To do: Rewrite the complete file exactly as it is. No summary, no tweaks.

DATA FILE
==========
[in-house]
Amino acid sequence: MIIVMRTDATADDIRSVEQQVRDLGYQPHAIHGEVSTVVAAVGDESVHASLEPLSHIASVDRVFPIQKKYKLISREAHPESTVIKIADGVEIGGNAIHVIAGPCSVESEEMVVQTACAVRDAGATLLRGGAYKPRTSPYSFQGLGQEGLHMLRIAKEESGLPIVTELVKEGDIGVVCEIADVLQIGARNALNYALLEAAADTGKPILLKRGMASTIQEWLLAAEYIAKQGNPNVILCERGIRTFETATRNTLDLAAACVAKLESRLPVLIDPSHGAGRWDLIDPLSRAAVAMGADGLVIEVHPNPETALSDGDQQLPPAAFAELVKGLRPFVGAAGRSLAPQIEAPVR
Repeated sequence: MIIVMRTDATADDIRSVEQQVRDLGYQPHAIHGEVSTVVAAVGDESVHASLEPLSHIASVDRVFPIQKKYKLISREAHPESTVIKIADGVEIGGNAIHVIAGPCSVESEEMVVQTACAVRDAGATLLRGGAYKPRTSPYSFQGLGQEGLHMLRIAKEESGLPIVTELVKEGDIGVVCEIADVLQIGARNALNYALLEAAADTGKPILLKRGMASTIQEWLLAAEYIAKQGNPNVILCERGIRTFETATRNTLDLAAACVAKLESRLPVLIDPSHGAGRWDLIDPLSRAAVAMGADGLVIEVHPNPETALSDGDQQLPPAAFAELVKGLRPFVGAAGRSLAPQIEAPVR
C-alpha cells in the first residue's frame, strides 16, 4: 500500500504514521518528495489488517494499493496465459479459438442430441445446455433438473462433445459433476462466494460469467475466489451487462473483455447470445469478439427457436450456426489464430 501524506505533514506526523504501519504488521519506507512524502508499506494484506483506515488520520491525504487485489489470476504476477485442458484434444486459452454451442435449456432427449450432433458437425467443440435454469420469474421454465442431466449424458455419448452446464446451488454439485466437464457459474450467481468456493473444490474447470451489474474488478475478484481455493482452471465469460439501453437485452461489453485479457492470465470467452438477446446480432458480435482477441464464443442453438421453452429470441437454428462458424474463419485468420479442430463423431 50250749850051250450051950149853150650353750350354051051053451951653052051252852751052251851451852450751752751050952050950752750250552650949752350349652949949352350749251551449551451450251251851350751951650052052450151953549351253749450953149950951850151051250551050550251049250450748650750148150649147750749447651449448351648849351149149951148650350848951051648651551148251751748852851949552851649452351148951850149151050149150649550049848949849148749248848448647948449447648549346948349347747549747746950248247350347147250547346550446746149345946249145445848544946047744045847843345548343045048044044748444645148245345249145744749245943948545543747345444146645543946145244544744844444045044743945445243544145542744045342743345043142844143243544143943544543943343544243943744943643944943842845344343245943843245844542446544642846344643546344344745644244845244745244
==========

[in-house]
Amino acid sequence: MIIVMRTDATADDIRSVEQQVRDLGYQPHAIHGEVSTVVAAVGDESVHASLEPLSHIASVDRVFPIQKKYKLISREAHPESTVIKIADGVEIGGNAIHVIAGPCSVESEEMVVQTACAVRDAGATLLRGGAYKPRTSPYSFQGLGQEGLHMLRIAKEESGLPIVTELVKEGDIGVVCEIADVLQIGARNALNYALLEAAADTGKPILLKRGMASTIQEWLLAAEYIAKQGNPNVILCERGIRTFETATRNTLDLAAACVAKLESRLPVLIDPSHGAGRWDLIDPLSRAAVAMGADGLVIEVHPNPETALSDGDQQLPPAAFAELVKGLRPFVGAAGRSLAPQIEAPVR
Repeated sequence: MIIVMRTDATADDIRSVEQQVRDLGYQPHAIHGEVSTVVAAVGDESVHASLEPLSHIASVDRVFPIQKKYKLISREAHPESTVIKIADGVEIGGNAIHVIAGPCSVESEEMVVQTACAVRDAGATLLRGGAYKPRTSPYSFQGLGQEGLHMLRIAKEESGLPIVTELVKEGDIGVVCEIADVLQIGARNALNYALLEAAADTGKPILLKRGMASTIQEWLLAAEYIAKQGNPNVILCERGIRTFETATRNTLDLAAACVAKLESRLPVLIDPSHGAGRWDLIDPLSRAAVAMGADGLVIEVHPNPETALSDGDQQLPPAAFAELVKGLRPFVGAAGRSLAPQIEAPVR
C-alpha cells in the first residue's frame, strides 16, 4: 500500500504514521518528495489488517494499493496465459479459438442430441445446455433438473462433445459433476462466494460469467475466489451487462473483455447470445469478439427457436450456426489464430 501524506505533514506526523504501519504488521519506507512524502508499506494484506483506515488520520491525504487485489489470476504476477485442458484434444486459452454451442435449456432427449450432433458437425467443440435454469420469474421454465442431466449424458455419448452446464446451488454439485466437464457459474450467481468456493473444490474447470451489474474488478475478484481455493482452471465469460439501453437485452461489453485479457492470465470467452438477446446480432458480435482477441464464443442453438421453452429470441437454428462458424474463419485468420479442430463423431 50250749850051250450051950149853150650353750350354051051053451951653052051252852751052251851451852450751752751050952050950752750250552650949752350349652949949352350749251551449551451450251251851350751951650052052450151953549351253749450953149950951850151051250551050550251049250450748650750148150649147750749447651449448351648849351149149951148650350848951051648651551148251751748852851949552851649452351148951850149151050149150649550049848949849148749248848448647948449447648549346948349347747549747746950248247350347147250547346550446746149345946249145445848544946047744045847843345548343045048044044748444645148245345249145744749245943948545543747345444146645543946145244544744844444045044743945445243544145542744045342743345043142844143243544143943544543943343544243943744943643944943842845344343245943843245844542446544642846344643546344344745644244845244745244